Intussusception incidence among infants in the UK and Republic of Ireland: a pre-rotavirus vaccine prospective surveillance study

Vaccine. 2013 Aug 28;31(38):4098-102. doi: 10.1016/j.vaccine.2013.06.084. Epub 2013 Jul 17.


Introduction: Intussusception, an abdominal emergency in young children, has been linked to a previous vaccine used to prevent rotavirus gastroenteritis. Although this vaccine was withdrawn, recent studies have suggested a potential, very small increased risk of intussusception following the administration of newly developed rotavirus vaccines. We aimed to determine the baseline incidence of intussusception among infants in the UK and Republic of Ireland - prior to the imminent introduction of the rotavirus vaccine into the UK schedule this year.

Methods: Prospective, active surveillance via the established British Paediatric Surveillance Unit (BPSU) was carried out from March 2008 to March 2009. Clinicians across 101 National Health Service (and equivalent) hospitals, including 27 paediatric surgical centres, reported cases admitted for intussusception in the UK and Republic of Ireland. The standard Brighton Collaboration case definition was used with only definite cases included for incidence estimation.

Results: The study response rate was 94.5% (379 questionnaires received out of 401 case notifications). A total of 250 definite cases of intussusception were identified. The annual incidence among infants in the UK and Republic of Ireland was 24.8 (95% CI: 21.7-28.2) and 24.2 (95% CI: 15.0-37.0) per 100,000 live births. In the UK, the highest incidence occurred in Northern Ireland (40.6, 95% CI: 21.0-70.8), followed by Scotland (28.7, 95% CI: 17.5-44.3), England (24.2, 95% CI: 20.9-27.9), then Wales (16.9, 95% CI: 6.8-34.8). In England, regional incidence was highest in London and lowest in the West Midlands. By age, the highest incidence (50.3/100,000 live births, 95% CI: 33.4-72.7) occurred in the fifth month of life (for England). A seasonal trend in the presentation of intussusception was observed with the incidence significantly (p=0.001) increased during winter and spring.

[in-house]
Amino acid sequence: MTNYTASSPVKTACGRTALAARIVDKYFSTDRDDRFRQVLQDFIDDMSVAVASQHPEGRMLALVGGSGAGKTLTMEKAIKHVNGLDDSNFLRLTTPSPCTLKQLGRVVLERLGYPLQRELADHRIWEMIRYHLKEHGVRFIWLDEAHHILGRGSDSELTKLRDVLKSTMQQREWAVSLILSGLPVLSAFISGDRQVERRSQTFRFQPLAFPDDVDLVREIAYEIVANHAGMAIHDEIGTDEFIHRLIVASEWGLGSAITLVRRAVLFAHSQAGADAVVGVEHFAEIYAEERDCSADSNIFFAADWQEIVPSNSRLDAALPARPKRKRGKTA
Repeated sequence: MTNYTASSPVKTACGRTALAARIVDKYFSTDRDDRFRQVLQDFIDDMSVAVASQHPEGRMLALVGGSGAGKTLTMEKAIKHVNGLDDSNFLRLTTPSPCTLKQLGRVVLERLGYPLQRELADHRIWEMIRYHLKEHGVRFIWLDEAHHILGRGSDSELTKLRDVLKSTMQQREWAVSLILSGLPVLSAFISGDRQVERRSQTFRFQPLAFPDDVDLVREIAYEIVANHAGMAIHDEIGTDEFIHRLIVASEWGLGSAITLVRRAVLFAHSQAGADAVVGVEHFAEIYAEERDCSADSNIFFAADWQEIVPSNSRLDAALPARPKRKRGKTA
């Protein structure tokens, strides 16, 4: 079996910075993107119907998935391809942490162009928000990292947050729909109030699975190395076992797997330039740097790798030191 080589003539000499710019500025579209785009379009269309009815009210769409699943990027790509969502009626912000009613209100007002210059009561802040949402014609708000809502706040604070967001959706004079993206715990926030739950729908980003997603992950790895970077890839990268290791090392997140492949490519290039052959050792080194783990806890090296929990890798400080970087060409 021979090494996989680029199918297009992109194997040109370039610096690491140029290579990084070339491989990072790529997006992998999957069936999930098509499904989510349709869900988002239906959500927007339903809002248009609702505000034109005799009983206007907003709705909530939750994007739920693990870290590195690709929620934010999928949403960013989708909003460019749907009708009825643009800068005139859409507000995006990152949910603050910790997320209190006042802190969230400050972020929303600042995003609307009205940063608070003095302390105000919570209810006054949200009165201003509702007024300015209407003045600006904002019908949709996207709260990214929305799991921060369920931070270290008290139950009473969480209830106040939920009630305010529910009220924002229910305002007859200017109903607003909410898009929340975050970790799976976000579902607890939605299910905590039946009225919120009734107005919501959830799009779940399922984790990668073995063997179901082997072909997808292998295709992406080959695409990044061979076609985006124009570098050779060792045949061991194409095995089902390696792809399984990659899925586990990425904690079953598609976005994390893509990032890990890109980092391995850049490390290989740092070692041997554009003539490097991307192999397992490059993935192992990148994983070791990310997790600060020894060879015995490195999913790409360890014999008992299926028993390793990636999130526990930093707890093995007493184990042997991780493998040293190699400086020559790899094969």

Conclusion: The baseline rates obtained in this study will inform rotavirus vaccine-safety policy by enabling comparison with post-introduction incidence.

Keywords: BPSU; British Paediatric Surveillance Unit; Incidence; Intussusception; NHS; National Health Service; ONS; Office for National Statistics; Surveillance; Vaccine safety.

Publication types

  • Research Support, Non-U.S. Gov't

MeSH terms

  • Female
  • Humans
  • Infant
  • Infant, Newborn
  • Intussusception / chemically induced
  • Intussusception / epidemiology*
  • Intussusception / prevention & control
  • Ireland / epidemiology
  • Male
  • Prospective Studies
  • Rotavirus Infections / epidemiology
  • Rotavirus Infections / prevention & control
  • Rotavirus Vaccines / adverse effects*
  • Seasons
  • United Kingdom / epidemiology


  • Rotavirus Vaccines